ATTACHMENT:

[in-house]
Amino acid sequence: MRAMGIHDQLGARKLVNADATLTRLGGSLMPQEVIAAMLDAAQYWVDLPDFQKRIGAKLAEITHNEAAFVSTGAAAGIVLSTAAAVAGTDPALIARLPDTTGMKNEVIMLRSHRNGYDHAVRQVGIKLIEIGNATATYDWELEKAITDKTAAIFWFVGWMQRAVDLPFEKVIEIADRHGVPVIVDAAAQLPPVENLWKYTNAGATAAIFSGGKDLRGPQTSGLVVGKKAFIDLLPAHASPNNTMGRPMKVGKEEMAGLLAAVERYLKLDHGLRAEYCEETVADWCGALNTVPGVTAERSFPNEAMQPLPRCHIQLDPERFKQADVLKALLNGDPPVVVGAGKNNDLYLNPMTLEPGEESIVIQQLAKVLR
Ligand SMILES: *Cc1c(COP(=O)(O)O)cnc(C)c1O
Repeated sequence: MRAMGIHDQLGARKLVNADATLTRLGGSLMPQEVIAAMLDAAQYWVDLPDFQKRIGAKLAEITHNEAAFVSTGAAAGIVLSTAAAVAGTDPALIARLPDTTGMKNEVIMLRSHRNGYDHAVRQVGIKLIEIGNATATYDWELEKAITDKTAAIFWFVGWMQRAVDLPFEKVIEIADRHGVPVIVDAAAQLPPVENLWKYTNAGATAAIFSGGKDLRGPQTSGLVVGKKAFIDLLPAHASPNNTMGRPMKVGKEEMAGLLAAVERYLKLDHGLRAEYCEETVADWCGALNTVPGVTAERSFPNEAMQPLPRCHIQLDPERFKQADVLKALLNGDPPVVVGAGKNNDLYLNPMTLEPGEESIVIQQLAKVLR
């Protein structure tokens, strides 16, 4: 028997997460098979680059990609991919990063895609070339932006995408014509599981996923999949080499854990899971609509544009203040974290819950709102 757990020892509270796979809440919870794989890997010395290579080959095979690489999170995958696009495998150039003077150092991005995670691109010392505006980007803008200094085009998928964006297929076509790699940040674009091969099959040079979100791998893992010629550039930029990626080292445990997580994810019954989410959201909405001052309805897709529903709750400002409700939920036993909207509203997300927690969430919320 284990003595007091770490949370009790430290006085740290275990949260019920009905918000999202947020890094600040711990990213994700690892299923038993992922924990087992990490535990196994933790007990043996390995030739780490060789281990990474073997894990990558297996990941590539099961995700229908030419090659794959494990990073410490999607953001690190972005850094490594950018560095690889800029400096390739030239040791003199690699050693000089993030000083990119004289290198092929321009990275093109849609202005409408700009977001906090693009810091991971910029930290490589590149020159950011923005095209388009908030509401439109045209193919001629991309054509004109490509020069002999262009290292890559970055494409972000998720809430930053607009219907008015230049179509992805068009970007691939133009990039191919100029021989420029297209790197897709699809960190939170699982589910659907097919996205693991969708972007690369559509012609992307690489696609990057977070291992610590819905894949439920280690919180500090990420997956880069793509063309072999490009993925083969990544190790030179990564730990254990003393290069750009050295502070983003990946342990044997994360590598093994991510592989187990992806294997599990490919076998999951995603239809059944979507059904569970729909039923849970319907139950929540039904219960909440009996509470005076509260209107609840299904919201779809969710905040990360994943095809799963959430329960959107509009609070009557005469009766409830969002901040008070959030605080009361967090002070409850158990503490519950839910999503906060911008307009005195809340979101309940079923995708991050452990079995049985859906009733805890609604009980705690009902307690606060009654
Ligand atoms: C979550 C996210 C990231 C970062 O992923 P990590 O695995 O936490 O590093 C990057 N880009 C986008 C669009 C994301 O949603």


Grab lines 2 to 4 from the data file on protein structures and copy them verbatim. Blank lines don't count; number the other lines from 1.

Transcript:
Amino acid sequence: MRAMGIHDQLGARKLVNADATLTRLGGSLMPQEVIAAMLDAAQYWVDLPDFQKRIGAKLAEITHNEAAFVSTGAAAGIVLSTAAAVAGTDPALIARLPDTTGMKNEVIMLRSHRNGYDHAVRQVGIKLIEIGNATATYDWELEKAITDKTAAIFWFVGWMQRAVDLPFEKVIEIADRHGVPVIVDAAAQLPPVENLWKYTNAGATAAIFSGGKDLRGPQTSGLVVGKKAFIDLLPAHASPNNTMGRPMKVGKEEMAGLLAAVERYLKLDHGLRAEYCEETVADWCGALNTVPGVTAERSFPNEAMQPLPRCHIQLDPERFKQADVLKALLNGDPPVVVGAGKNNDLYLNPMTLEPGEESIVIQQLAKVLR
Ligand SMILES: *Cc1c(COP(=O)(O)O)cnc(C)c1O
Repeated sequence: MRAMGIHDQLGARKLVNADATLTRLGGSLMPQEVIAAMLDAAQYWVDLPDFQKRIGAKLAEITHNEAAFVSTGAAAGIVLSTAAAVAGTDPALIARLPDTTGMKNEVIMLRSHRNGYDHAVRQVGIKLIEIGNATATYDWELEKAITDKTAAIFWFVGWMQRAVDLPFEKVIEIADRHGVPVIVDAAAQLPPVENLWKYTNAGATAAIFSGGKDLRGPQTSGLVVGKKAFIDLLPAHASPNNTMGRPMKVGKEEMAGLLAAVERYLKLDHGLRAEYCEETVADWCGALNTVPGVTAERSFPNEAMQPLPRCHIQLDPERFKQADVLKALLNGDPPVVVGAGKNNDLYLNPMTLEPGEESIVIQQLAKVLR